According to an extensive study conducted by the American Cancer Society, even being moderately overweight adds a significant burden to your health. This research looked at the relationship between body-mass index and the risk of death. It also examined the influence of smoking, disease, race, and age on the weight-related risk.
Body-mass index (BMI) combines height and weight measures to gauge body mass. It is calculated by dividing your weight in kilograms by the square of your height in meters. The simplest way to calculate your BMI is to use a table that lists the BMI for various weights and heights. (Check your BMI.)

The study investigators followed more than one million adults between 1982 and 1996 and found that being moderately to severely overweight greatly increases a person’s chance of early death from cancer, cardiovascular disease, and other illnesses. Smoking and the presence of disease exacerbated this risk.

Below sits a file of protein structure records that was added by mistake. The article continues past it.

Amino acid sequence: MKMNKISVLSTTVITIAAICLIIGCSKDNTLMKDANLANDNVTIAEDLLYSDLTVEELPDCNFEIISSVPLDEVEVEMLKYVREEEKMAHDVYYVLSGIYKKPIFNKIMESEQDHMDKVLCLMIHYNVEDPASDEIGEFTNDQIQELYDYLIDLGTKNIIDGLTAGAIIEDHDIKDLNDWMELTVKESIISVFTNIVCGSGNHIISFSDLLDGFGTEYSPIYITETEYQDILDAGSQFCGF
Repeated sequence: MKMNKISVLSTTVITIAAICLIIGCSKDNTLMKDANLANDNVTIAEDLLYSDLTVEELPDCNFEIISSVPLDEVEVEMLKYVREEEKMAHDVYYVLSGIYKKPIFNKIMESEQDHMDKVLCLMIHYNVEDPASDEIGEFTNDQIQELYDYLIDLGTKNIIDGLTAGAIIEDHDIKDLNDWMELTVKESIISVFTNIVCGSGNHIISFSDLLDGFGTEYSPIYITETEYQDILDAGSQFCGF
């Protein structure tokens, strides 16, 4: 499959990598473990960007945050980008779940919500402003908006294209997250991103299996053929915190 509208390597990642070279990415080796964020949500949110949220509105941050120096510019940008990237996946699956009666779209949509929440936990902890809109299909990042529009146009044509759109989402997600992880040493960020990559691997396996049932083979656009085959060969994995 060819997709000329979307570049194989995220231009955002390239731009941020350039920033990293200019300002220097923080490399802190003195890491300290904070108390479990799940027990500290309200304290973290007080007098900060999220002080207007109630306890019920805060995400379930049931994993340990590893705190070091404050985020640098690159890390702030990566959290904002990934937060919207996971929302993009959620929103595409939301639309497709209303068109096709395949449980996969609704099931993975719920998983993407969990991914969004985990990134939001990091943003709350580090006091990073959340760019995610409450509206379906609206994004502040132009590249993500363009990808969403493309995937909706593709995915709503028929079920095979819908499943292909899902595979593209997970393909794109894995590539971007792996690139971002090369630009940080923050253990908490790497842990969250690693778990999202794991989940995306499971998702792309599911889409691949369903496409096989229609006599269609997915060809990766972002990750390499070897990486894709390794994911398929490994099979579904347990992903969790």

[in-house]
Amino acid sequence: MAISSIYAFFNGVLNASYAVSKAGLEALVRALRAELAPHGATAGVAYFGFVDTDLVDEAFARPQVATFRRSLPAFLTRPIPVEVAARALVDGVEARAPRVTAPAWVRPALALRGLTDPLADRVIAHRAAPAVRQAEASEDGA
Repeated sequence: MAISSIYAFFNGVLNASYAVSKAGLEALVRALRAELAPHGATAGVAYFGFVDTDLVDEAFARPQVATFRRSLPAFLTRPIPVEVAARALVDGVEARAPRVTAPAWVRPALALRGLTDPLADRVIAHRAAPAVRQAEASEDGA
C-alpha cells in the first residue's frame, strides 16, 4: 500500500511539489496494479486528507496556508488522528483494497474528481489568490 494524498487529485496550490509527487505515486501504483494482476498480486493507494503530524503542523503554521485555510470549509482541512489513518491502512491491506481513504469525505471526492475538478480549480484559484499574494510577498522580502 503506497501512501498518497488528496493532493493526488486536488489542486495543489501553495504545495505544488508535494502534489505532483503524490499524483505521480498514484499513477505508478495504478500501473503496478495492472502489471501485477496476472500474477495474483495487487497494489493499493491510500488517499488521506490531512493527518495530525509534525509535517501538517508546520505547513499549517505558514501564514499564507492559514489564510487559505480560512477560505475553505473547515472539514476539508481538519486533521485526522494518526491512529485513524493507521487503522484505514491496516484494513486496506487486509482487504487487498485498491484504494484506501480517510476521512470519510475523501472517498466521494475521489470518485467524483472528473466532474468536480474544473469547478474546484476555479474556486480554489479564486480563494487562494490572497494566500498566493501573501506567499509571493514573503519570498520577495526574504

The lowest risk of death was associated with BMIs of 23.5 to 24.9 in men and 22.0 to 23.4 in women. Death rates then increased as BMI increased. Even exceeding the upper end of the ideal range by just a point or two appeared hazardous. The risk of death from cardiovascular disease increased significantly in men after a BMI of 26.5 and in women after 25.0 in men. And the most obese white men and women (35+ BMI) were at least twice as likely to die than their healthy cohorts. For instance, a 5 ft. 9 in. male weighing 150 pounds has a BMI of 22. Add just 30 lbs. to this person, and the BMI increases to 27, already raising his health risks. At a 35 BMI, our 5 ft. 9 in. male would weigh 240 pounds, and have increased his risk of dying from cancer by 40% and cardiovascular disease by almost 100%. Smoking and the presence of disease decreased the chance of survival regardless of the subject’s BMI.